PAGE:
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The first bat wake

Our first study focused on the wake properties of a small nectar feeding bat, Glossophaga soricina. This is a well studied species which have been held and bred in captivity for decades and therefore ideal for aerodynamic studies. It also proved very convenient as a wind tunnel animal because these bats will feed honey water from a thin tube suspended in the test section, and hence we could count on repeatable flight behavior as the bats would return to the feeder to feed.

Frontal view of a bat flying superimposed on the vector field of its wake
An illustration of the bat flying in front of a transverse flow field as measured with PIV.

We pointed high speed cameras directly to the flight position at the feeder, and the PIV camera and light sheet just behind. The wakes were sampled at the speed interval 1-7.5 m/s, using both a light sheet aligned with the flow and one transverse with the flow. In this way we could more easily interpret the 3D wake structure.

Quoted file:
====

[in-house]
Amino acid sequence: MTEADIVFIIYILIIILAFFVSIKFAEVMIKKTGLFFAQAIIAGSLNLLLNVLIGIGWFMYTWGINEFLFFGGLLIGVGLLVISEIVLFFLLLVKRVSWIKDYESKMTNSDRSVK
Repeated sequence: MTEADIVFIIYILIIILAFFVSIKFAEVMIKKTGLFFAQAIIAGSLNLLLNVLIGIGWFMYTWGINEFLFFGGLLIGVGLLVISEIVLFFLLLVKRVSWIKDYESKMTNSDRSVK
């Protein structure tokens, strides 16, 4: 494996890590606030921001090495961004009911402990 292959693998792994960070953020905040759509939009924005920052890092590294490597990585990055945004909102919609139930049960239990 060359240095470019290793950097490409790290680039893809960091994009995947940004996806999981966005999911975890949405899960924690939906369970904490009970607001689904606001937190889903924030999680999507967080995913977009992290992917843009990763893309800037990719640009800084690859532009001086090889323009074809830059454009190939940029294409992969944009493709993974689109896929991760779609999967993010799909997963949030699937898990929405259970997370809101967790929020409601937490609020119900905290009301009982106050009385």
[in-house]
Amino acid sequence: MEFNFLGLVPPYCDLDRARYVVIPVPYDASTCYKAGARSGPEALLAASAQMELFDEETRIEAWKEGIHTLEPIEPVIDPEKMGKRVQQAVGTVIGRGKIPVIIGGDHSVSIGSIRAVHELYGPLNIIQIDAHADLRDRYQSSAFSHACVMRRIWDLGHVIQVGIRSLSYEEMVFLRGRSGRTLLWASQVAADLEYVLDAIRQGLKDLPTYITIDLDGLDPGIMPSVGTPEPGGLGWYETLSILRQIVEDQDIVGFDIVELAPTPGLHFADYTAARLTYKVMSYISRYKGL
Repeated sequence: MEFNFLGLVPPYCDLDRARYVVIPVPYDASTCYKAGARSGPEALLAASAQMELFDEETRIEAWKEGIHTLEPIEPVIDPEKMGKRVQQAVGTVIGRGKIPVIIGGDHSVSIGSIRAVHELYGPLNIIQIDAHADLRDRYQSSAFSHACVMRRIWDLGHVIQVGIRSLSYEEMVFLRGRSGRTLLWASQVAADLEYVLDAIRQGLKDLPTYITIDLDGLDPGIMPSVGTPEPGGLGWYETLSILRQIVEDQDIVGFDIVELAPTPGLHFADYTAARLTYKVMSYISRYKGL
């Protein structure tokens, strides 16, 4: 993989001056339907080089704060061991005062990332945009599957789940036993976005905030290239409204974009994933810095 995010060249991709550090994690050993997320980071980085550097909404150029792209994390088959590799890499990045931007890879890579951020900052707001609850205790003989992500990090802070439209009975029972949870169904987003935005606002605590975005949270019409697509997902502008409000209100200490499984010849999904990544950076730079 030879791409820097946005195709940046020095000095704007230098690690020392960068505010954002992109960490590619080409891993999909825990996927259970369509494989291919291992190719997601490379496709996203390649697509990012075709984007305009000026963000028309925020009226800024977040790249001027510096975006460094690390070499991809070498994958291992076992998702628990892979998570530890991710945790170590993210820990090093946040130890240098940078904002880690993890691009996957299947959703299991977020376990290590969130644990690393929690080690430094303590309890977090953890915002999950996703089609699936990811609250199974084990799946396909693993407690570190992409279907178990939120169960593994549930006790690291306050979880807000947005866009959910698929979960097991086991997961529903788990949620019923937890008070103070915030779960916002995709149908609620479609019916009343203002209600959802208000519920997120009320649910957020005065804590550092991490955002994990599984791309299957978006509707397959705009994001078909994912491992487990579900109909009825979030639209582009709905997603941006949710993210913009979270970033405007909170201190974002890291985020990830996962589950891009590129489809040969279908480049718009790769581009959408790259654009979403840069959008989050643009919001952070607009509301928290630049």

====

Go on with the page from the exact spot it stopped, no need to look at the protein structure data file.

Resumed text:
Bat wakes appeared significantly different from those of birds, especially during the wing upstroke. The bats push air upwards during the upstroke, which was never observed in birds. The bat wake also exhibits other novel features, such that each wing generates its own isolated vortex loop, while in birds there seem to be one vortex loop shed from the whole animal.

Composite vector fields showing the wake of a bat
Example of a composite velocity and vorticity plot of longitudinal wake measurements behind a Pallas' long tongued bat flying at 5 m/s.
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Cartoons of wake models
Comparison between suggested wake models of birds (A) and of bats (B) in cruising flight. The wake of bats appears to be much more complex.